Shop small could mean shop less. And I do suggest we all do that. But in this post, by shop small, I mean shop at small independent businesses—the local bookstore, bike shop and bakery. Why?
1. Less packaging waste
Which came first, our addiction to convenience or the convenience of online shopping? Either way, this addiction has created a boon for online retailers—from clothing, to groceries, to meal kits with each ingredient individually wrapped, all delivered neatly to our door, no human interaction required. All of this convenience comes with literally tons of packaging—and in cities like San Francisco, higher garbage fees to handle all the waste.
If you buy online from a small business, such as an Etsy shop, it will more likely heed your no-plastic-and-less-packaging-please instructions. If you buy in person, you can bring your own bag or container to the store and eliminate the packaging altogether.
2. More efficient transportation
Locally owned stores receive many deliveries from one truck whereas a big online retailer ships out many deliveries all over the place. Think 100 items shipped to 100 addresses versus 100 items shipped to one address. Yes, you’ll need transportation to the store to pick up your item. But you’ll find most local businesses clustered together in city centers, not on the outskirts of town (where big box stores tend to be), so you may be able to take public transit, ride your bike or walk to the small business and ideally, also run a few errands at once.
If you can buy local products in local stores, you slash the transportation emissions even more. Food is a great example. I live in Northern California. I can practically see the apple orchards from where I live but I cannot find a locally grown organic apple in the big chain grocery stores here. They come either from Washington State or even farther—Chile. When I shop at the farmers’ market, most of the food was grown less than 100 miles away.
3. More likely to fulfill your “weird” requests
Want to fill your jars up with bulk foods, provide your own container for takeout or bring your own mug for a cup of tea—all without the staff either flat out refusing or insisting that they must first call head office to seek permission? Go to a small business. Small businesses will more likely do whatever it takes to retain their customers. The big guys, not so much.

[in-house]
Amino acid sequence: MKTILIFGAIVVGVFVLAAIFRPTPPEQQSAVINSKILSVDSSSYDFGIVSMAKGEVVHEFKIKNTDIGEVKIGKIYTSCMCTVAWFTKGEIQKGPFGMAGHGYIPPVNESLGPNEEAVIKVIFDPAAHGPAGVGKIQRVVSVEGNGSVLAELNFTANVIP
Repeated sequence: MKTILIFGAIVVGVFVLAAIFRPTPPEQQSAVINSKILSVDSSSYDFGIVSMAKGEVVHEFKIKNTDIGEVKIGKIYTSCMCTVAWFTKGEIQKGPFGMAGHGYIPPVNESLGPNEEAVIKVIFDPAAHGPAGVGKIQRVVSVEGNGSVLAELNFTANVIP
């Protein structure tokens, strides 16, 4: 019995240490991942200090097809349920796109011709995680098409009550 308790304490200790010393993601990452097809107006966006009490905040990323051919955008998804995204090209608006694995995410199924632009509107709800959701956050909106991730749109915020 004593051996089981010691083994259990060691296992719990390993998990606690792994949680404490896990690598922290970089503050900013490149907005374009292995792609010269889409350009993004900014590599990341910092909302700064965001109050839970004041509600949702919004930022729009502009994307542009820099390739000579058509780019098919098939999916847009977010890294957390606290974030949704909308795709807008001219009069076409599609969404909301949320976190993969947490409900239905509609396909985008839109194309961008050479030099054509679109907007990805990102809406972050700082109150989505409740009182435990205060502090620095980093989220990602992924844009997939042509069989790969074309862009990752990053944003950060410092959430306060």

4. More money injected into your local economy
According to IndieBound, an association of independent local bookstores, when you shop at a small, local business, for every $100 you spend, $52 stays in the community. Spend $100 with the big guys and a paltry $13 remains in your community. Spend that $100 online remotely and no money stays in your community. No sales taxes are collected to pay for, you know, building roads and funding schools and keeping hospitals open and paying firefighters… Local businesses also create local jobs—and usually higher paying ones. Those employees go on to spend their paychecks in the community.
5. Stronger community
When I shop at the farmers’ market, I run into neighbors and chat with vendors. I feel a sense of community. You don’t experience that shopping online or passing by streets lined with boarded-up storefronts. Local independents also often get involved in the community—sponsoring baseball and soccer and hockey teams, taking part in local events and celebrations and donating to local causes. And they are very generous. According to Indiebound, “Local businesses donate to charities at more than twice the rate of national chains.”
6. More diversity
Every small, local café is unique—the beverages, the food, the décor. Every Starbucks is identical. Whereas big corporations make all their buying decisions from centralized head offices, rendering their stores homogenous, small businesses all differ in their offerings. Which would you rather see in your neighborhood? Corporate America or independents that reflect your town and region?
So, if you want that locally owned, quirky coffee shop down the road—the one that serves its to-go coffee in ceramic mugs that customers borrow and return—to be there when you need a quiet place to escape to, buy your coffee there rather than at a Starbucks.